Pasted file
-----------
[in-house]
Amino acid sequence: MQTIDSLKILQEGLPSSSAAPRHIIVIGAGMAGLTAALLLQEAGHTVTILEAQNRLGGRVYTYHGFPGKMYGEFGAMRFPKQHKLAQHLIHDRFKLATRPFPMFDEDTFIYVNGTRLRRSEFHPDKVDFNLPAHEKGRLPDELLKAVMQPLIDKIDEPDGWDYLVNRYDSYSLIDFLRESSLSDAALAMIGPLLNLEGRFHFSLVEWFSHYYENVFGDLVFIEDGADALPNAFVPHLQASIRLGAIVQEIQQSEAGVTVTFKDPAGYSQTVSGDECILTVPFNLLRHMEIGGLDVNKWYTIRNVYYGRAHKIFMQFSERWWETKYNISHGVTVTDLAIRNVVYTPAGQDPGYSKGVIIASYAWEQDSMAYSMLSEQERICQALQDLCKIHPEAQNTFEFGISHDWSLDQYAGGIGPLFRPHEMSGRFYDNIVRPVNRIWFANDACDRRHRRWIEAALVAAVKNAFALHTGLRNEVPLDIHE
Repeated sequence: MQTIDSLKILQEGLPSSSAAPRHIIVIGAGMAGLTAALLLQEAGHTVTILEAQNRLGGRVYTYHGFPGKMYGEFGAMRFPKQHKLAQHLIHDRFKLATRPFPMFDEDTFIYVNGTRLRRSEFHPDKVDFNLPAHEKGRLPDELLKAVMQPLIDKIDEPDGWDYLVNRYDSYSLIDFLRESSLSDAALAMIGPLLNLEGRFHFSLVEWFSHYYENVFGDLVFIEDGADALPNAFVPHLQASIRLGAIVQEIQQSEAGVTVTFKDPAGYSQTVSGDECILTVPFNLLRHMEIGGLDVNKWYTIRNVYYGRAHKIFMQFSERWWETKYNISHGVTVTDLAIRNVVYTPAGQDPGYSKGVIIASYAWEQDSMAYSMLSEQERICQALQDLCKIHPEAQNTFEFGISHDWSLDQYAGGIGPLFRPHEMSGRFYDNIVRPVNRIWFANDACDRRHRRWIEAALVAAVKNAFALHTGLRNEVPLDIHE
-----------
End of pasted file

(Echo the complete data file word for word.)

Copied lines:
[in-house]
Amino acid sequence: MQTIDSLKILQEGLPSSSAAPRHIIVIGAGMAGLTAALLLQEAGHTVTILEAQNRLGGRVYTYHGFPGKMYGEFGAMRFPKQHKLAQHLIHDRFKLATRPFPMFDEDTFIYVNGTRLRRSEFHPDKVDFNLPAHEKGRLPDELLKAVMQPLIDKIDEPDGWDYLVNRYDSYSLIDFLRESSLSDAALAMIGPLLNLEGRFHFSLVEWFSHYYENVFGDLVFIEDGADALPNAFVPHLQASIRLGAIVQEIQQSEAGVTVTFKDPAGYSQTVSGDECILTVPFNLLRHMEIGGLDVNKWYTIRNVYYGRAHKIFMQFSERWWETKYNISHGVTVTDLAIRNVVYTPAGQDPGYSKGVIIASYAWEQDSMAYSMLSEQERICQALQDLCKIHPEAQNTFEFGISHDWSLDQYAGGIGPLFRPHEMSGRFYDNIVRPVNRIWFANDACDRRHRRWIEAALVAAVKNAFALHTGLRNEVPLDIHE
Repeated sequence: MQTIDSLKILQEGLPSSSAAPRHIIVIGAGMAGLTAALLLQEAGHTVTILEAQNRLGGRVYTYHGFPGKMYGEFGAMRFPKQHKLAQHLIHDRFKLATRPFPMFDEDTFIYVNGTRLRRSEFHPDKVDFNLPAHEKGRLPDELLKAVMQPLIDKIDEPDGWDYLVNRYDSYSLIDFLRESSLSDAALAMIGPLLNLEGRFHFSLVEWFSHYYENVFGDLVFIEDGADALPNAFVPHLQASIRLGAIVQEIQQSEAGVTVTFKDPAGYSQTVSGDECILTVPFNLLRHMEIGGLDVNKWYTIRNVYYGRAHKIFMQFSERWWETKYNISHGVTVTDLAIRNVVYTPAGQDPGYSKGVIIASYAWEQDSMAYSMLSEQERICQALQDLCKIHPEAQNTFEFGISHDWSLDQYAGGIGPLFRPHEMSGRFYDNIVRPVNRIWFANDACDRRHRRWIEAALVAAVKNAFALHTGLRNEVPLDIHE